Republican Lawmaker Would Support Slavery

Published: Oct 29, 2013 14:23pm EDT
By Lance Rinker, Managing Editor for Konsume Politics

Please Note: This article was updated Mar 27, 2014 @ 08:57pm EDT

 

A story that should surprise us, but probably won’t, is of one Republican Nevada lawmaker stating that he would support slavery if that’s what his constituents wanted. Jim Wheeler is an Assemblyman for District No. 39, of the 77th (2013) Nevada Assembly, and the comments about supporting slavery if that’s what those that voted him into office wanted are from him.

“If that’s what they wanted, I’d have to hold my nose, I’d have to bite my tongue and they’d probably have to hold a gun to my head, but yeah, if that’s what the citizens of the, if that’s what the constituency wants that elected me, that’s what they elected me for,” he said. “That’s what a republic is about. You elected a person for your district to do your wants and wishes, not the wants and wishes of a special interest, not his own wants and wishes, yours.”

Before we dive into how this will do the exact opposite of what the GOP has been claiming they want to do, in regards to reaching out to minority groups and gaining their support, I’d like to say that I’m fairly certain Mr. Wheeler does not actually support slavery.

The comments appear to be made, in very poor form mind you, by a man who was trying to make an exaggerated point about doing the work of the people as opposed to catering to special interest groups or serving yourself once elected into public office. And that is a noble sentiment but let’s face it, neither major party nor any of the minor ones have done a bang-up job of serving the people recently.

However, the comments made should have never been made – let alone publicly. This has been a major issue for the Republican Party as of late because many of their members have gone off the rails from time to time saying things that reflect very poorly on all of them, as well as their constituents of course because they voted for them.

If you want to make an exaggerated point about your stance on a topic, or just the way government should be run in general, then there is certainly a better way to accomplish that without mentioning slavery and how you would support it if that’s what your constituents elected you to do. For example, he could have said something like:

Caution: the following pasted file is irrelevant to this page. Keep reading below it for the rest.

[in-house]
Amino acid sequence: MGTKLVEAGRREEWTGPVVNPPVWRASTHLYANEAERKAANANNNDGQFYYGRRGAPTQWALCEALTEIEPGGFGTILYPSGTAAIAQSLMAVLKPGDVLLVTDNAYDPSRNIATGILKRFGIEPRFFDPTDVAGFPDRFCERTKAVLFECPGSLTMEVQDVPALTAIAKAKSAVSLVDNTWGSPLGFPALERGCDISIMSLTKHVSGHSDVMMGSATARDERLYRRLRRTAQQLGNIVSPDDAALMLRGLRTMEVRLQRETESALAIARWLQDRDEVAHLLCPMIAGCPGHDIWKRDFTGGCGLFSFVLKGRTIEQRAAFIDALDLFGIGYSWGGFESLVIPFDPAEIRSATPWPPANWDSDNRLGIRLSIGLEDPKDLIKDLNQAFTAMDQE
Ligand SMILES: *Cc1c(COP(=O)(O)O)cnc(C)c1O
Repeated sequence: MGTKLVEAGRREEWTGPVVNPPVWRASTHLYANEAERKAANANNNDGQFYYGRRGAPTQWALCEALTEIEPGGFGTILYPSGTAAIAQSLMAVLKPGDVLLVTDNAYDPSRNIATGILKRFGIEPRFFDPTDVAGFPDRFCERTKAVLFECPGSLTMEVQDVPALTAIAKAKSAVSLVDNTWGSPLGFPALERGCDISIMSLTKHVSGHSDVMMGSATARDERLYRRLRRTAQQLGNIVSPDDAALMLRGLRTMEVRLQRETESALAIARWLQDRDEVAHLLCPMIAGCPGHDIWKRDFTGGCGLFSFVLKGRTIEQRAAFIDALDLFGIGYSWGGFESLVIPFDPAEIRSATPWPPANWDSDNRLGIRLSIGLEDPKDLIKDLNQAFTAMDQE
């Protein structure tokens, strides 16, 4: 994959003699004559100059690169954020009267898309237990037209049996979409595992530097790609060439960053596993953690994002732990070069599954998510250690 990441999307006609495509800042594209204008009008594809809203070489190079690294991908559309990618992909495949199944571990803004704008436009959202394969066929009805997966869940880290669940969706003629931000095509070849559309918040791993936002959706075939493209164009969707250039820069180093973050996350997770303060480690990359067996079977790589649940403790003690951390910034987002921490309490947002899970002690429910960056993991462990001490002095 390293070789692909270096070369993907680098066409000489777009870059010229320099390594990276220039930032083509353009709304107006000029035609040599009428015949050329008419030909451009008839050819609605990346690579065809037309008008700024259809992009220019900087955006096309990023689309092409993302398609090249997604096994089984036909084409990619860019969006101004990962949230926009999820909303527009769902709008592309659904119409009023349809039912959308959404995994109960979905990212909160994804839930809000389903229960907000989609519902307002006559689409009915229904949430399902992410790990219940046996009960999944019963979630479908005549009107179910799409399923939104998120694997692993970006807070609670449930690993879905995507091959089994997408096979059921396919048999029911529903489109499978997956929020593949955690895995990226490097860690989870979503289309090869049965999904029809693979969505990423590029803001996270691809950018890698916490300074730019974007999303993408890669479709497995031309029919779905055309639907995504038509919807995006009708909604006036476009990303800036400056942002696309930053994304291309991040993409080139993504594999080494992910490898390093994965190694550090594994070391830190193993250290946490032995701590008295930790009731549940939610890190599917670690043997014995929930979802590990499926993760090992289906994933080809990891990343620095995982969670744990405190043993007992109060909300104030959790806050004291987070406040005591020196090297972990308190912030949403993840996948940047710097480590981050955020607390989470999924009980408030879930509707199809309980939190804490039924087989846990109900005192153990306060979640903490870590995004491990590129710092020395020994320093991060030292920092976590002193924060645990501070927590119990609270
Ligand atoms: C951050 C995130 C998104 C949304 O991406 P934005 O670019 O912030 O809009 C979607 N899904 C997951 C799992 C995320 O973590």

“I consider myself to be a man of the people and I’m here to do what they ask of me, not what is in my best interest or what my political party tells me to do because of some extreme ideology.”

Or he could have also said something along the lines of this:

“Even though I was elected and put into office by the people to do what they ask of me, sometimes you have to protect the people from themselves when they are pressured into things by extremists on either side of the political spectrum. Sometimes you have to put your foot down against your own party when they try to force things on your constituents that they don’t want, even if it means they’ll be fighting against you come re-election time.”

But instead he didn’t and now we’re all talking about how another Republican politician put their foot in their mouth and further alienated themselves, as well as any positive messages or intentions, from minorities in particular but also anyone who is quite turned off by those who can’t express their opinions in a clear, concise manner without offending large groups of people.


 

Comments (1)



  • Anonymous   Mar 5, 2014 @ 01:06AM
    Well Folks, there you go, you heard it from a republican, They are the friends of the minorities, but if you want, he would vote for slavery, just if you ask him too??? -

Lance Rinker
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